Nestled right between both the Dutch and French sides of the island, Oyster Pond is claimed by St. Maarten and serves as a cozy, quiet destination loved by pleasure sailors and those interested in a quieter getaway than some of the other towns in the area have to offer. Planning your transportation may not be the first thing on your mind when you begin dreaming of Oyster Pond, but there are several different options to consider for traveling to the island as well as how you'll get around when you arrive.
Simpson Bay and consistently welcomes flights from around the world, especially from the United States and within the Caribbean. Most people have no problem booking a flight that works with their schedule, even if it may mean a connection in another airport. Take a look at which airlines land at Princess Juliana here.is the main portal of entry for tourists no matter where they stay on the island. It is located just a few minutes away in
Oyster Pond is home to what is considered to be St. Maarten's most picturesque marina. Colorful sailboats dot the waters, which are surrounded by lush greenery and tropical flowers. Philipsburg and Simpson Bay are the official ports of entry, so your first stop will have to be at either towns to meet with customs and immigration to have your boat and paperwork inspected before gaining clearance. Cruising permits are not required, so you should be able to sail directly to “The Pond” without issue. Learn more about the process by clicking here.
Philipsburg is home to St. Maarten's bustling cruise port, which can house up to a dozen liners at once. For some cruisers, there is just too much to handle, and a taxi ride to the much quieter Oyster Pond is just what they need. The great thing about cruising to the island is that it is so small you can choose a spot to visit without worrying that you'll have to race back to the boat at departure time.
You can rent a car in Oyster Pond with ease if you are over the age of 25 and are in possession of an international driver's license. Roads are good and drivers are courteous so those who typically don't enjoy driving in a foreign country will be pleased with the conditions that await them. Click here to learn more.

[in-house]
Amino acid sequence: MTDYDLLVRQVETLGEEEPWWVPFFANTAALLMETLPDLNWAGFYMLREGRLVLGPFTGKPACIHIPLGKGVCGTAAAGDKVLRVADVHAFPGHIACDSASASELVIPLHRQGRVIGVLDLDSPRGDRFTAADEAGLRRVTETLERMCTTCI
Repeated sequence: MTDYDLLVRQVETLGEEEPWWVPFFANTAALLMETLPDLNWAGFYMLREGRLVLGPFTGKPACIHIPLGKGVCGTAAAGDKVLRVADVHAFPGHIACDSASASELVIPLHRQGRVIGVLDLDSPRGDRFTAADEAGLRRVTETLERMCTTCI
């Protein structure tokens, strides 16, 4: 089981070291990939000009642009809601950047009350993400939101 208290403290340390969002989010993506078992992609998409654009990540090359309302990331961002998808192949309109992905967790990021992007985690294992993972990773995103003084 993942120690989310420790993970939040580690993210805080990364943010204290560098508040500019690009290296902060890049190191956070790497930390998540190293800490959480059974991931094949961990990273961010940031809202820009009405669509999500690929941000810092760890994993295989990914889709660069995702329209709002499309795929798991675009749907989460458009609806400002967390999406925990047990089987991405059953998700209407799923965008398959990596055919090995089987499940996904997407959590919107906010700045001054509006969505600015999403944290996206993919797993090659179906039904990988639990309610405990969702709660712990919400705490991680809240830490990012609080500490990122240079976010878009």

The rates for taxis in Oyster Pond and throughout the island are set by the government, so haggling won't be an issue. You can ask your driver for the rate card when you get in and know exactly how much you'll pay. Note that the cards list rates for two passengers, and if you have extra people riding with you it will be an extra $4(USD) per person. It may also cost extra to transport luggage if you have more than one piece per person. The cost of taking a taxi also goes up overnight, and you won't want to forget to tip about 15 percent of your total bill.
The public buses on St. Maarten are perhaps slightly more reliable than elsewhere in the Caribbean, but you still should not expect a precise schedule. This is because they are privately owned mini-buses that travel around the island on what seems to be a set schedule and route, but drivers will stop frequently to pick up and drop off passengers anywhere along the road – and they may also be persuaded to go off route for a tip. Rates range from $3 to $(USD) per person, and drivers accept both Euros and US Dollars.
At this time there is one ferry to St. Barthelemy out of Oyster Pond and four different services that depart from the ferry terminal in Philipsburg and make trips both locally and out to other nearby islands including Saba, Anguilla, and St. Barthelemy. If you're interested in doing some day tripping, click here for details about schedules and pricing.
Oyster Pond may not be the busiest tourist destination in St. Maarten, but the town still benefits from all of the same transportation options as Philipsburg and Simpson Bay. Whether you want to fly or sail, drive yourself or hire someone else to take you around, you can make it happen easily here.
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